Despite how it looks, it is not pronounced anything like Go-lab-ki; the little tail on the A and the cross on the L make a difference, and the closest I can approximate it in text is ‘Go-lump-kie’ or ‘Gwumpki’, which made Googling it very interesting. Phoenetics + Text Search Engine = Not Your Friend.
The Wiki, with photo: http://en.wikipedia.org/wiki/Go%C5%82%C4%8
1 lb ground meat (I used beef, can also add in pork, veal, or venison)
1 cup uncooked rice
1 med onion
3 cloves garlic
Thyme, Salt & Pepper to taste
1 cabbage (Green or Savoy)
1cp brown sugar
1 cp apple cider vinegar
Start a large pot of water boiling, half full.
In a saucepan, sauté minced garlic and finely chopped onion until translucent, but not browned. Set aside to cool to room temp.
Core the cabbage and place it whole in the boiling water. As the leaves loosen and soften, use tongs to peel the whole leaves free of the head, and set aside. Continue until the whole head is separated. Discard water, reserve pot.
Combine meat, sautéed onion and garlic, rice, spices, and egg in a bowl, and mix well.
On a cutting board, place a cabbage leave curved side down, so it’s more of a cup. Place two tablespoons of meat mixture in the leaf, then fold in the sides and roll up the leaf, to form a package. You can affix with a toothpick, if you like. Repeat until you are out of the meat mixture.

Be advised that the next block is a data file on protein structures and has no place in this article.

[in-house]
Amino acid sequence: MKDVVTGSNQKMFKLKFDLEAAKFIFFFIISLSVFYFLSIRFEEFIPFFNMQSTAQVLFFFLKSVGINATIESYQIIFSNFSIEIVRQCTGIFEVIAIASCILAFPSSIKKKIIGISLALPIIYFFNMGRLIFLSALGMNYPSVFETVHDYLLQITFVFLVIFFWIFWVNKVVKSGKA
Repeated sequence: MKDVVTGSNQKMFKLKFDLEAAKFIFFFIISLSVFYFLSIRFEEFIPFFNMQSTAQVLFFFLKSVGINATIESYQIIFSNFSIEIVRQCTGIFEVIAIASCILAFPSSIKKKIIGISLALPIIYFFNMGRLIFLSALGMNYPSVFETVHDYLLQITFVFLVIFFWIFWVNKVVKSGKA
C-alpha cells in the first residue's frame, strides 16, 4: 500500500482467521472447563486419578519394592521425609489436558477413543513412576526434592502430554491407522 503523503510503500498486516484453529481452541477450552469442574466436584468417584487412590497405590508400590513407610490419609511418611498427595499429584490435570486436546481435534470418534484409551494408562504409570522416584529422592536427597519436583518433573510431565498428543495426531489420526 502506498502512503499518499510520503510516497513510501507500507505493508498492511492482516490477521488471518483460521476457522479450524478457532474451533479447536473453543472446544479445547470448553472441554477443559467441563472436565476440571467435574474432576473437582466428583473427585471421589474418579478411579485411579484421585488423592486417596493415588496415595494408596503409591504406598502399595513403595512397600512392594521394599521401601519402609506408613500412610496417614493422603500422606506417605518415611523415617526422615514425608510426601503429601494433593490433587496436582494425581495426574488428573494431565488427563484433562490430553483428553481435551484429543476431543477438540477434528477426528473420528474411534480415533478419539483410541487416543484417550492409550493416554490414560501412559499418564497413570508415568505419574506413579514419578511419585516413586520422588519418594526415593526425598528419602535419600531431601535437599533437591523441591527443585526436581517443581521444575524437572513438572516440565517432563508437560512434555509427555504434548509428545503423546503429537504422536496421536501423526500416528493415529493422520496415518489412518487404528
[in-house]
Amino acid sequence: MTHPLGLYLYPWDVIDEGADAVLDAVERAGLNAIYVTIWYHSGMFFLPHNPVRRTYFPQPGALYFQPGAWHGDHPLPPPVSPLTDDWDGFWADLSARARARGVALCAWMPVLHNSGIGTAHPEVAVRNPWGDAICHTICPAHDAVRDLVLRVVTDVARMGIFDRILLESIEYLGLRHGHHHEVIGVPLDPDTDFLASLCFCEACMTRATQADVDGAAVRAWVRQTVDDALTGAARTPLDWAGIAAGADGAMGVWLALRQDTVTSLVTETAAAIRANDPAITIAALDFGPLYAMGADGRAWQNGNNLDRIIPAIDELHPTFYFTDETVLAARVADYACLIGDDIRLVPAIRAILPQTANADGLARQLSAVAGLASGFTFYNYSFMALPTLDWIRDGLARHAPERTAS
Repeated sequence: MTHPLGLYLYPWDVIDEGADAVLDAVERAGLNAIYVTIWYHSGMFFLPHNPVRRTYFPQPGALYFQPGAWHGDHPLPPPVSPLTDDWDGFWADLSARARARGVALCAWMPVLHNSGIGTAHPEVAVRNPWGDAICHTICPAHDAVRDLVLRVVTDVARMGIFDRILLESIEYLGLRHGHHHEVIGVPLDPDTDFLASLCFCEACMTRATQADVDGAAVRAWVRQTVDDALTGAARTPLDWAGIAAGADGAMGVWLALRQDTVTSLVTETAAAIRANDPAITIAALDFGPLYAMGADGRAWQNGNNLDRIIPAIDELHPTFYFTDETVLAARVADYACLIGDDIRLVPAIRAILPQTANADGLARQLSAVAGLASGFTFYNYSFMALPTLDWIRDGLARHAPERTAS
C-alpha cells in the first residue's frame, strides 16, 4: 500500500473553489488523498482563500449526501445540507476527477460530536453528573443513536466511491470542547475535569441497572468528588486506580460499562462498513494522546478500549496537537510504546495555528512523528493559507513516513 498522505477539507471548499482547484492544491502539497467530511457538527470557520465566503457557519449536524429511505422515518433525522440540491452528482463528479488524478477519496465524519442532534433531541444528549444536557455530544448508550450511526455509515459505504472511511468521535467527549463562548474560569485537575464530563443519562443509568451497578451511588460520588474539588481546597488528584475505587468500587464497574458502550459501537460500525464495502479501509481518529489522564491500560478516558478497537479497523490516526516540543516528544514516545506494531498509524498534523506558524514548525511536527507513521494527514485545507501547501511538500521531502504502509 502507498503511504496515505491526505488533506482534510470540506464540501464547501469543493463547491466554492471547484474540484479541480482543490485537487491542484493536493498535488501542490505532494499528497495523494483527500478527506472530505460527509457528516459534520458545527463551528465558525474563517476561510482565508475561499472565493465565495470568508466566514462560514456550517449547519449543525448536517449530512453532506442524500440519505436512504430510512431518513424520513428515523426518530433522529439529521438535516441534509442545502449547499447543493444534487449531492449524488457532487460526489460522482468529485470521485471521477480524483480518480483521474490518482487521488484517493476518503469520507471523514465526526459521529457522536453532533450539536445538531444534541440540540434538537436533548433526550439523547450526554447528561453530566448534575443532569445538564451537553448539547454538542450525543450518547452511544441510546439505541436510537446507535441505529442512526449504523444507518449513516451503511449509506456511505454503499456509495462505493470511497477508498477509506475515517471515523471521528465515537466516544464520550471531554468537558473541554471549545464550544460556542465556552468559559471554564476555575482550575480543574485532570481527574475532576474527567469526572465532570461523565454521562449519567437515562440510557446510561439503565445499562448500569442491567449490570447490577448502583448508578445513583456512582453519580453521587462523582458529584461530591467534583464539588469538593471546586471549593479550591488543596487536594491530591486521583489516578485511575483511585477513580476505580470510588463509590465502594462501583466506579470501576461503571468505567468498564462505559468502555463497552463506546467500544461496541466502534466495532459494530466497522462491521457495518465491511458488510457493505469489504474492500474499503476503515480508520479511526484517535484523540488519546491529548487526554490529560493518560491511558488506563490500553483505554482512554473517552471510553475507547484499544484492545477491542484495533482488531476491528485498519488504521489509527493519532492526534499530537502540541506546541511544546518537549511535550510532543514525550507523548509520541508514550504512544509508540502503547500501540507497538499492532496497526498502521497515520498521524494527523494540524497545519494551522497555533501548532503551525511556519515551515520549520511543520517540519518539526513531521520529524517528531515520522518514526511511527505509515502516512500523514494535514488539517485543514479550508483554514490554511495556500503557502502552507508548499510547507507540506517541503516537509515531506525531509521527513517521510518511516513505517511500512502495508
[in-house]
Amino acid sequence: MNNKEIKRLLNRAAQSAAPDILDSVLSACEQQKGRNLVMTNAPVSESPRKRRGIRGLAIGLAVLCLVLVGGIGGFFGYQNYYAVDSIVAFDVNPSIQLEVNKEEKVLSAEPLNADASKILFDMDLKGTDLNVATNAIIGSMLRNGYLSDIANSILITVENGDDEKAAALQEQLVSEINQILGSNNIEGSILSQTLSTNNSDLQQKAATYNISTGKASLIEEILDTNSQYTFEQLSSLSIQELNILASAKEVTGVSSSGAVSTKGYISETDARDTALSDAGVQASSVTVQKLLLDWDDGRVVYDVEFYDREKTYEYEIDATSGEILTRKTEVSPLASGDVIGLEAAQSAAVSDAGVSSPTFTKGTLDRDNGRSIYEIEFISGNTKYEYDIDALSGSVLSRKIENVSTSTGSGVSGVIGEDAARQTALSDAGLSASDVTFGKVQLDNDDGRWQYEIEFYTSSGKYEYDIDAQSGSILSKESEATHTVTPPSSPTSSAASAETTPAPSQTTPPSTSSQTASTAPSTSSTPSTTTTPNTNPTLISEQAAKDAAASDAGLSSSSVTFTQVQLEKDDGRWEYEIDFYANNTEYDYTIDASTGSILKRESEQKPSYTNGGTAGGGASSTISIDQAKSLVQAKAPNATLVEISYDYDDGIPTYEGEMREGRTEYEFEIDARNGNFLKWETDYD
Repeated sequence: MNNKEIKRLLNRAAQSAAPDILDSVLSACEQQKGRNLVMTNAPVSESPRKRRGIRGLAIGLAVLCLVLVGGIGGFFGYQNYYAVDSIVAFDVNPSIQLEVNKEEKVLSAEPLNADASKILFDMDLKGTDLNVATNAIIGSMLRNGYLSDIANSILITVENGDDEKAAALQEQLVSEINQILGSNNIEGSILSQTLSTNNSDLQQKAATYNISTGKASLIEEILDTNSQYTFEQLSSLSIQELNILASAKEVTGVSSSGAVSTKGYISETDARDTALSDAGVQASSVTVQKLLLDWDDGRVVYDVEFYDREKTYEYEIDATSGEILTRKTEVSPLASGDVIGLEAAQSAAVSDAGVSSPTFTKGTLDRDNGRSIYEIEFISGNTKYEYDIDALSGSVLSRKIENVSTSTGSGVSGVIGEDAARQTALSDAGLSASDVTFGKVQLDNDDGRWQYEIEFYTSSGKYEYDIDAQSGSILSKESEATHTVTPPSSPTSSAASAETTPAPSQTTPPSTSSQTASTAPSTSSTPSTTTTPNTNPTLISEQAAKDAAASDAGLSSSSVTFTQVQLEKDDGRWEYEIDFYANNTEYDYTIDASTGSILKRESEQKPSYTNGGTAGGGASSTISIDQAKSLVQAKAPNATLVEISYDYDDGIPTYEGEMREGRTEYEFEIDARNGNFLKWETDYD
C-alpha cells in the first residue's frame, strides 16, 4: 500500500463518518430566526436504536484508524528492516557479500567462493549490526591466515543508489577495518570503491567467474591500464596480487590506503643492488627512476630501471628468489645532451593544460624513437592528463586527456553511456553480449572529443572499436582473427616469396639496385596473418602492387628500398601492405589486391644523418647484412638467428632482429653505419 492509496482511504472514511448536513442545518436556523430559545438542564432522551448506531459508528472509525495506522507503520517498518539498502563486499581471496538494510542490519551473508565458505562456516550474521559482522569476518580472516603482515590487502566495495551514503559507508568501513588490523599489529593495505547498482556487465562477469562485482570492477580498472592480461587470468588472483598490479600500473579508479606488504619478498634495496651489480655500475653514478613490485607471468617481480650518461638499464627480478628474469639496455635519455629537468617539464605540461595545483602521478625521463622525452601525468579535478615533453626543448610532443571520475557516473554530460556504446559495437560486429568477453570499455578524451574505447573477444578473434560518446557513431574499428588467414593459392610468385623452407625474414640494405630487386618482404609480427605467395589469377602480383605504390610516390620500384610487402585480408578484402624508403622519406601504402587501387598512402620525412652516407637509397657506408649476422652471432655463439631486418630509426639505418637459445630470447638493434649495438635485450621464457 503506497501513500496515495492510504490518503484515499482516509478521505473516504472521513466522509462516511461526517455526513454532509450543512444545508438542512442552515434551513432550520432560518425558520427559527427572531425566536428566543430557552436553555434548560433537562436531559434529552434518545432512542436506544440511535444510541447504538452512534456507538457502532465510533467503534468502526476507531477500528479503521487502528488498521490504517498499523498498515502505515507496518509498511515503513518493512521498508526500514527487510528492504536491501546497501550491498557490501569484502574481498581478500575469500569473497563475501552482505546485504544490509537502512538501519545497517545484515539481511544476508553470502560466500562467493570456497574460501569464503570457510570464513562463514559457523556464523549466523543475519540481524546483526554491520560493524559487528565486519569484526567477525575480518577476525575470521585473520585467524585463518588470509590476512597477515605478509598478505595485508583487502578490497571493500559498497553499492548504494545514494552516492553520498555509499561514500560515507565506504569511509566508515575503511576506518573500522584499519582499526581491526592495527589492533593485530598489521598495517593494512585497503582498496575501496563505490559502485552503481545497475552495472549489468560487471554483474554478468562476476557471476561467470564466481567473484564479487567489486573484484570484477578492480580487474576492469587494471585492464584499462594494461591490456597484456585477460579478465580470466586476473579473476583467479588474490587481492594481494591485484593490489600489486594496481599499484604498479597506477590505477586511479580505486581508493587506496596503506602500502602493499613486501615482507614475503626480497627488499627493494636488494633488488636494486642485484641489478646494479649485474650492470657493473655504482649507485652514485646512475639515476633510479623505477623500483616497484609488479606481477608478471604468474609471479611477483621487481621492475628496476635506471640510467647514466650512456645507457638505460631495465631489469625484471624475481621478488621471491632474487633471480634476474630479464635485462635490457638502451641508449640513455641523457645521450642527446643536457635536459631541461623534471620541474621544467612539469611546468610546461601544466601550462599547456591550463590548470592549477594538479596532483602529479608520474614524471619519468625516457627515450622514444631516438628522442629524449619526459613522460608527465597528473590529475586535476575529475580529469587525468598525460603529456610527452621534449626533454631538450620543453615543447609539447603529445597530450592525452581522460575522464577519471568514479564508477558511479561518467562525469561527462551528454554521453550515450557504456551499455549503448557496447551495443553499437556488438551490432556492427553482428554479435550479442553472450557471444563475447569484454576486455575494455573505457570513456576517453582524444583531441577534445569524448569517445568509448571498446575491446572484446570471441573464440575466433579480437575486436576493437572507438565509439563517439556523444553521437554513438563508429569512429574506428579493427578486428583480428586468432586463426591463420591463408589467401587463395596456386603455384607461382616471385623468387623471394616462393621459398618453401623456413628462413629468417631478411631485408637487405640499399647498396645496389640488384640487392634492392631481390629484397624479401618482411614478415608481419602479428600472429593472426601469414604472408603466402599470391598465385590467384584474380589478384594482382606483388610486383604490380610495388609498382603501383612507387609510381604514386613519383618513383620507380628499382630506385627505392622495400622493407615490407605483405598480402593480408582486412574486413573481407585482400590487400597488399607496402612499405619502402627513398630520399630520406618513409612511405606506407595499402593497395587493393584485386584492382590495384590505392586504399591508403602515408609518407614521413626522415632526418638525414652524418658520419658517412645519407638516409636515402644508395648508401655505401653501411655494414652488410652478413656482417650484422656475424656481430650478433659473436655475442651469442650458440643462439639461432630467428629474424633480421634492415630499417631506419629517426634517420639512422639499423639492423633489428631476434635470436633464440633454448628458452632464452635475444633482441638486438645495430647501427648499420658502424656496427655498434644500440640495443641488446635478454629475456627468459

In the large pot, place the unused cabbage in the bottom to help protect the rolls from sticking. Nestle the rolls on top, with the loose end tucked underneath. Stack them if need be.
Mix the vinegar with the sugar, with a bit of a heavy hand on the vinegar, until the lumps are mostly gone. Add to the rolls and then top off with beef stock until the rolls are covered. Sprinkle in some broken up bay leaves, peppercorns, and thyme.
Simmer gently for a minimum of one hour, upwards to two. It’s not a fine science and they won’t be ruined if you just have to finish that load of laundry/show/dungeon.
Serving size is usually one roll with extra cabbage from the pot, with a large spoonful of broth over the top.
- You can use water if you don’t have beef stock.
- I’m the only one I know who uses this sweet-sour broth. It’s usually tomato based, but my mom didn’t make it that way, so I can’t tell you if it’s any good.
- The broth is adjustable, so if this is too sweet, you can leave out some of the sugar, or vinegar, or whichever.